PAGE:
Saturday, 22 November 2014
‘White van man’ with the flags could be prosecuted
Strood’s ‘white van man’, who achieved overnight fame as a result of a tweet by Labour’s (now ex-) Shadow Attorney General, Emily Thornberry, might possibly be liable to prosecution under section 224(3) of the Town and Country Planning Act 1990. This sub-section provides that if any person displays an advertisement in contravention of the Control of Advertisements Regulations, he shall be guilty of an offence and liable on summary conviction to a fine of such amount as shall be prescribed, not exceeding Level 4 on the standard scale and, in the case of a continuing offence (i.e. if the advertisement goes on being displayed), one-tenth of Level 4 on the standard scale for each day during which the offence continues after conviction.
No doubt some readers already have in mind two possible objections to this proposition. First, is the display of a flag an ‘advertisement’ for these purposes? Secondly, is the display of flags not either exempted or granted deemed consent by the Control of Advertisements Regulations? Let’s look at each of those points in turn.
Without going into chapter and verse, it is well-settled law that if a flag or other display is likely to draw attention to the premises where the flag is displayed (even domestic premises), this counts as an ‘advertisement’. The Control of Advertisements Regulations themselves recognise this by exempting certain flags from control, and by giving deemed consent for the display of various other flags. But here’s the snag; the regulations are quite prescriptive as to what is actually permitted, and if the display does not comply with the conditions prescribed by the regulations, then it is unlawful. Even after Uncle Eric’s much-trumpeted (but in fact very limited) ‘liberalisation’ of the rules in 2012, there are still some quite strict rules as to what, and how, flags may be displayed.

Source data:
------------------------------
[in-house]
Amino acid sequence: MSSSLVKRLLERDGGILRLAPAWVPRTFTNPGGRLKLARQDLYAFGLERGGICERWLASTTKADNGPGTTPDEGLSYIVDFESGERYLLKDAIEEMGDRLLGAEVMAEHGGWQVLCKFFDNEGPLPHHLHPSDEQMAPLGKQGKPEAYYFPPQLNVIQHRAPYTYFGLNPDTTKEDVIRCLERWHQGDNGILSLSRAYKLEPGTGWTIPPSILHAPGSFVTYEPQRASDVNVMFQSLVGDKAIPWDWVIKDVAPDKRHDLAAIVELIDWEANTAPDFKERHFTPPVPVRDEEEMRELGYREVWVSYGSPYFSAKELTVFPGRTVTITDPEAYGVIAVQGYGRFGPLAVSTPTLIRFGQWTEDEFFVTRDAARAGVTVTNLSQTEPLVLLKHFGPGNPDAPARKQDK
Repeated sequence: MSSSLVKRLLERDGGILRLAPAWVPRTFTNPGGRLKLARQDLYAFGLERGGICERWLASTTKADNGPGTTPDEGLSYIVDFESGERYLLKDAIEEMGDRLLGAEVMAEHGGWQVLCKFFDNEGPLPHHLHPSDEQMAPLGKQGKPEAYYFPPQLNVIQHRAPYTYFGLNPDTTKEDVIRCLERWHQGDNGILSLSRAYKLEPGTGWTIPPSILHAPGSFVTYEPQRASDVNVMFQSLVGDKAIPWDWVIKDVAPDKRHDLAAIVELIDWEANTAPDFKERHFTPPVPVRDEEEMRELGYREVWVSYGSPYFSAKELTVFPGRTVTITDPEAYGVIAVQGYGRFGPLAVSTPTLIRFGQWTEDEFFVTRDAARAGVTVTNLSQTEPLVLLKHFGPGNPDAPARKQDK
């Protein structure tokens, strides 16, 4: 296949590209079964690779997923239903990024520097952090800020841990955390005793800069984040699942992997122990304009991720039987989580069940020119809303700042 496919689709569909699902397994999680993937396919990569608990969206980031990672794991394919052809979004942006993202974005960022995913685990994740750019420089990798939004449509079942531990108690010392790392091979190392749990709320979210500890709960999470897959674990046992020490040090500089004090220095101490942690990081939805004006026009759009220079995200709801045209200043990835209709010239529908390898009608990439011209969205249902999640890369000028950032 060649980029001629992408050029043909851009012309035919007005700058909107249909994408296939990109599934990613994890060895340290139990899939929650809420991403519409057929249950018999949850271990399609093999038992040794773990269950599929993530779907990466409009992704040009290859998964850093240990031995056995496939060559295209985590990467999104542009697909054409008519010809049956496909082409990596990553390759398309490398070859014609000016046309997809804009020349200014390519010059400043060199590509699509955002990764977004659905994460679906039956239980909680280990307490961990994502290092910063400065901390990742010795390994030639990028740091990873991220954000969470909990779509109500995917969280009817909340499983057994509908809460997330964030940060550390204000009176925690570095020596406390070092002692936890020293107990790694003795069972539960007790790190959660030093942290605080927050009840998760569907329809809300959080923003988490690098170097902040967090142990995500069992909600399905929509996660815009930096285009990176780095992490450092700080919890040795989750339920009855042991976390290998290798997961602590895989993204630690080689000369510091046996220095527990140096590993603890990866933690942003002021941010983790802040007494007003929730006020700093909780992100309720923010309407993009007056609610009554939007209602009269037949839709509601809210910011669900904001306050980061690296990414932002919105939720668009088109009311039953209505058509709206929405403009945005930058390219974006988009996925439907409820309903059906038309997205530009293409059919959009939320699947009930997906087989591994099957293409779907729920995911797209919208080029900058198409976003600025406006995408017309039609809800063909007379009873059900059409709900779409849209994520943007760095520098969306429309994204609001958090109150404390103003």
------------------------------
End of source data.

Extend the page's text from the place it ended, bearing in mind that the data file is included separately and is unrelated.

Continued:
Class H of Schedule 1 (adverts that are exempt from control altogether) allows the display of any country’s national flag, civil ensign or civil air ensign, but neither the flag nor the flagstaff may display any subject matter additional to the design of the flag, other than a black mourning ribbon. Now I know that the permanent addition of a black mourning ribbon to England’s national football flag might well be justified, but if you look at the lowest of the three flags displayed on the house in Strood, it had the England FA’s shield on it. So it doesn’t qualify as the country’s national flag, and it does display subject matter additional to the design of the cross of St George. So this one would not appear to be exempt under Sch 1, Class H.
In any event, it would appear to be implicit in the Control of Advertisements Regulations that a flag is expected to be flown from a flagpole, not draped across the wall of a building like a banner. This is not explicitly stated in Schedule 1, but the deemed consent granted for certain other flags by Schedule 3 (see below) certainly does refer specifically to flags flown from variously located flagpoles. It would also appear to be implicit in Schedule 1 (again, by analogy with Schedule 3) that the exemption granted by Class H applies only to a single flag, not to two or more.